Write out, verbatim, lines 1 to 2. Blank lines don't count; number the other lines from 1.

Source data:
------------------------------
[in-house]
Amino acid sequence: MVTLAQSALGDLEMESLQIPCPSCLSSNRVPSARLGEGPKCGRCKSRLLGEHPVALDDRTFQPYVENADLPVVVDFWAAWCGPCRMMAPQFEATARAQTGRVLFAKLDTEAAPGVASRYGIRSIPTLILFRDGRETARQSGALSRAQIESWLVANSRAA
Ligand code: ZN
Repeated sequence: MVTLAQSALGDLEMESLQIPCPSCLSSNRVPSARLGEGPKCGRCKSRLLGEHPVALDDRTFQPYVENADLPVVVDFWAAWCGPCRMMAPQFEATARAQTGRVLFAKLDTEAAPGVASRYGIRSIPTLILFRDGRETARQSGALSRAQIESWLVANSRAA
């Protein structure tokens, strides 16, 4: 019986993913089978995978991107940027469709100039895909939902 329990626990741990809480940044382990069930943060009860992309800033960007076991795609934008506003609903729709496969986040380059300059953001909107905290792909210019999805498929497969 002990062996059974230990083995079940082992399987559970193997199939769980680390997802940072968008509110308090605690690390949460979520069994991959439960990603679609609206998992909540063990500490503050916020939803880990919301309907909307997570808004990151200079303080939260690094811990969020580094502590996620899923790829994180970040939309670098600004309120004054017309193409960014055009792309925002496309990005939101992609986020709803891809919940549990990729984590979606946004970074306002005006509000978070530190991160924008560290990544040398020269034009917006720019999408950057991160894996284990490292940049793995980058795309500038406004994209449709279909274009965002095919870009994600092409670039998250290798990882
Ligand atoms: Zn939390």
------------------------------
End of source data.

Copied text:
[in-house]
Amino acid sequence: MVTLAQSALGDLEMESLQIPCPSCLSSNRVPSARLGEGPKCGRCKSRLLGEHPVALDDRTFQPYVENADLPVVVDFWAAWCGPCRMMAPQFEATARAQTGRVLFAKLDTEAAPGVASRYGIRSIPTLILFRDGRETARQSGALSRAQIESWLVANSRAA